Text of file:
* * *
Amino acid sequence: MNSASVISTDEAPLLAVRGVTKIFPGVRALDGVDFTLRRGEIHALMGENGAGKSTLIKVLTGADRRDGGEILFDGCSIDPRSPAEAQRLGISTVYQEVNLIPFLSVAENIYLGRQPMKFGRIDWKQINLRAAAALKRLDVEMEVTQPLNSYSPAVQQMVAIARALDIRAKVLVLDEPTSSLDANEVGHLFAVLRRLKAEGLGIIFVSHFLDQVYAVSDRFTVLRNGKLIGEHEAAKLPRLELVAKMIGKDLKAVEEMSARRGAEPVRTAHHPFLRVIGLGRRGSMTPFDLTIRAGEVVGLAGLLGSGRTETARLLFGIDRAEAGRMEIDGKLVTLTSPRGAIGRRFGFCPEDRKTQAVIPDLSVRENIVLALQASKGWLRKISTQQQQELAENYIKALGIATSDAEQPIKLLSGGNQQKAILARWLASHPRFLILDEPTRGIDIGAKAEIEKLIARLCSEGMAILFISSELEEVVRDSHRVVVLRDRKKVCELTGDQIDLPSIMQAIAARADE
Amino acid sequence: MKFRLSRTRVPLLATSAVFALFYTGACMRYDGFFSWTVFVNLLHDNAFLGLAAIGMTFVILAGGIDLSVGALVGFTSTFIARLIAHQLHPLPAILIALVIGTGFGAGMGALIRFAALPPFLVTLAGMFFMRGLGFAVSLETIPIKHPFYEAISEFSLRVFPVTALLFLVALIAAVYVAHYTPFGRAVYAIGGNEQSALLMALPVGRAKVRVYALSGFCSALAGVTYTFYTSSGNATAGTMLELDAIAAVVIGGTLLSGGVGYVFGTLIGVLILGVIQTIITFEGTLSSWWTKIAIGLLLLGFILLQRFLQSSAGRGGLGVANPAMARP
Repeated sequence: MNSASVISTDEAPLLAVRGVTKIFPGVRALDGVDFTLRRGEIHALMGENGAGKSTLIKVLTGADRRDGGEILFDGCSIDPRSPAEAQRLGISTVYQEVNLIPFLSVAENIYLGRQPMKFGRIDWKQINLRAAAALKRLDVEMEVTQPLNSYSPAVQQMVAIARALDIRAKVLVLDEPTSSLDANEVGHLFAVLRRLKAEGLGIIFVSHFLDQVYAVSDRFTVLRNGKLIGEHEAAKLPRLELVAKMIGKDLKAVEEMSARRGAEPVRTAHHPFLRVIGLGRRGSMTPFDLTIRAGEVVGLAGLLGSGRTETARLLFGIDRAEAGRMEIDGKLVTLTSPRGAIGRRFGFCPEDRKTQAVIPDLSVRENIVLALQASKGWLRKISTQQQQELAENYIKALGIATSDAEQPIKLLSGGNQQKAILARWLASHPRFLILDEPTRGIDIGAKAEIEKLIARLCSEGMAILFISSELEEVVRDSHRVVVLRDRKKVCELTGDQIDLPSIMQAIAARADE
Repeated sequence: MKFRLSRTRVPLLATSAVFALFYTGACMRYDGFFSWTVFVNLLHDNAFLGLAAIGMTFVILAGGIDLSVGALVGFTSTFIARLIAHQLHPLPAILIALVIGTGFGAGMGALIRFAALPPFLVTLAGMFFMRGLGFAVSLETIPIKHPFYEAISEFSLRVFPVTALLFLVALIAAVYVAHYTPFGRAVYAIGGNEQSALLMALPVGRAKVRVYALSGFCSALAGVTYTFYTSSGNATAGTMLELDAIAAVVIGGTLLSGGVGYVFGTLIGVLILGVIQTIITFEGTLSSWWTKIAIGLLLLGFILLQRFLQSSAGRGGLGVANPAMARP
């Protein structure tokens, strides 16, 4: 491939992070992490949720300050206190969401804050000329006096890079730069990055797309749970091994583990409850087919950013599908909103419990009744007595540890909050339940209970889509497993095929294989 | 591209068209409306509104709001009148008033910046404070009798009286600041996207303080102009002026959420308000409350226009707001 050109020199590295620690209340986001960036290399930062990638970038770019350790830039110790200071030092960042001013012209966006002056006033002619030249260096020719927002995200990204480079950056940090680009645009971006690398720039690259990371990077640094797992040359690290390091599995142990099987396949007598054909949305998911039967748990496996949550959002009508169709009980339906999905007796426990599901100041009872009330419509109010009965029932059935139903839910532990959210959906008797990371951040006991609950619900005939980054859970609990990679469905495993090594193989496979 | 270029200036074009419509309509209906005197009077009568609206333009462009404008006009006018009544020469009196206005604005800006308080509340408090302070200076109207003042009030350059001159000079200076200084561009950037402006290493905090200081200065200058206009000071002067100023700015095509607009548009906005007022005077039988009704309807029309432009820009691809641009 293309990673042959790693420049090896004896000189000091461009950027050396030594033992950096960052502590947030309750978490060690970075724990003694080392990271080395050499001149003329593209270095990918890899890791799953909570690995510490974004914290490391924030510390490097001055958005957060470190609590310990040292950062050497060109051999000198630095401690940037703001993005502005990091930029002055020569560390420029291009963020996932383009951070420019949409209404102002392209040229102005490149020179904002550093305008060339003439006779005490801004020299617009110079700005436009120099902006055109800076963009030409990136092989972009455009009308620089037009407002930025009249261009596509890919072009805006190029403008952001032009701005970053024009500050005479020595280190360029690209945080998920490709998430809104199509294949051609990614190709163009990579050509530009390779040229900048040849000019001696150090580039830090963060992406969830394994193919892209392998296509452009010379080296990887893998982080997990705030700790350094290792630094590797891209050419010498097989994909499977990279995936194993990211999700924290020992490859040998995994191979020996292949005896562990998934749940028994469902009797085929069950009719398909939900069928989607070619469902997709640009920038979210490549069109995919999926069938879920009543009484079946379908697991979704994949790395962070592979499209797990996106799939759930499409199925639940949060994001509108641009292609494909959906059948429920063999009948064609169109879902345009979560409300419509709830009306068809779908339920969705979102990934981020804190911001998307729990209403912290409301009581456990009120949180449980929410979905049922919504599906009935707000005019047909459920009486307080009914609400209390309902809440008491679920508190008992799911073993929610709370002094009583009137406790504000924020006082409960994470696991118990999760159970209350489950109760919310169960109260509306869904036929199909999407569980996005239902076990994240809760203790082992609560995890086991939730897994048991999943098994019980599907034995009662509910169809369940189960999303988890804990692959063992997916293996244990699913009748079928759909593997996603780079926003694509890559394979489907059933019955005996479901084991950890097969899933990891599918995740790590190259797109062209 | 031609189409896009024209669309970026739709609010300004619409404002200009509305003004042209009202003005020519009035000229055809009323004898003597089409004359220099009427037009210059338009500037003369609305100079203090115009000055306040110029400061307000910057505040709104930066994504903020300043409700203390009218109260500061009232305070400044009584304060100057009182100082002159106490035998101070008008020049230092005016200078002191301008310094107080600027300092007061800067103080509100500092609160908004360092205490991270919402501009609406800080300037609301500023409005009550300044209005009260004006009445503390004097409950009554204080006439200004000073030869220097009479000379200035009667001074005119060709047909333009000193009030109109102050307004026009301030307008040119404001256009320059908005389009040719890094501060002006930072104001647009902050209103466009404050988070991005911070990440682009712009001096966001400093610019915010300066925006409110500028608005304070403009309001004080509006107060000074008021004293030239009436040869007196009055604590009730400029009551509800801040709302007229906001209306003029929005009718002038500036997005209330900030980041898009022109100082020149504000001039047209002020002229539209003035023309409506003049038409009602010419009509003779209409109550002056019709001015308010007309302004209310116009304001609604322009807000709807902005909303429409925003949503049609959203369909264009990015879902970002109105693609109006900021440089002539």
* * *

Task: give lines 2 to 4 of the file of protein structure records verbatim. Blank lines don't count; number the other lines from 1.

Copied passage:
Amino acid sequence: MKFRLSRTRVPLLATSAVFALFYTGACMRYDGFFSWTVFVNLLHDNAFLGLAAIGMTFVILAGGIDLSVGALVGFTSTFIARLIAHQLHPLPAILIALVIGTGFGAGMGALIRFAALPPFLVTLAGMFFMRGLGFAVSLETIPIKHPFYEAISEFSLRVFPVTALLFLVALIAAVYVAHYTPFGRAVYAIGGNEQSALLMALPVGRAKVRVYALSGFCSALAGVTYTFYTSSGNATAGTMLELDAIAAVVIGGTLLSGGVGYVFGTLIGVLILGVIQTIITFEGTLSSWWTKIAIGLLLLGFILLQRFLQSSAGRGGLGVANPAMARP
Repeated sequence: MNSASVISTDEAPLLAVRGVTKIFPGVRALDGVDFTLRRGEIHALMGENGAGKSTLIKVLTGADRRDGGEILFDGCSIDPRSPAEAQRLGISTVYQEVNLIPFLSVAENIYLGRQPMKFGRIDWKQINLRAAAALKRLDVEMEVTQPLNSYSPAVQQMVAIARALDIRAKVLVLDEPTSSLDANEVGHLFAVLRRLKAEGLGIIFVSHFLDQVYAVSDRFTVLRNGKLIGEHEAAKLPRLELVAKMIGKDLKAVEEMSARRGAEPVRTAHHPFLRVIGLGRRGSMTPFDLTIRAGEVVGLAGLLGSGRTETARLLFGIDRAEAGRMEIDGKLVTLTSPRGAIGRRFGFCPEDRKTQAVIPDLSVRENIVLALQASKGWLRKISTQQQQELAENYIKALGIATSDAEQPIKLLSGGNQQKAILARWLASHPRFLILDEPTRGIDIGAKAEIEKLIARLCSEGMAILFISSELEEVVRDSHRVVVLRDRKKVCELTGDQIDLPSIMQAIAARADE
Repeated sequence: MKFRLSRTRVPLLATSAVFALFYTGACMRYDGFFSWTVFVNLLHDNAFLGLAAIGMTFVILAGGIDLSVGALVGFTSTFIARLIAHQLHPLPAILIALVIGTGFGAGMGALIRFAALPPFLVTLAGMFFMRGLGFAVSLETIPIKHPFYEAISEFSLRVFPVTALLFLVALIAAVYVAHYTPFGRAVYAIGGNEQSALLMALPVGRAKVRVYALSGFCSALAGVTYTFYTSSGNATAGTMLELDAIAAVVIGGTLLSGGVGYVFGTLIGVLILGVIQTIITFEGTLSSWWTKIAIGLLLLGFILLQRFLQSSAGRGGLGVANPAMARP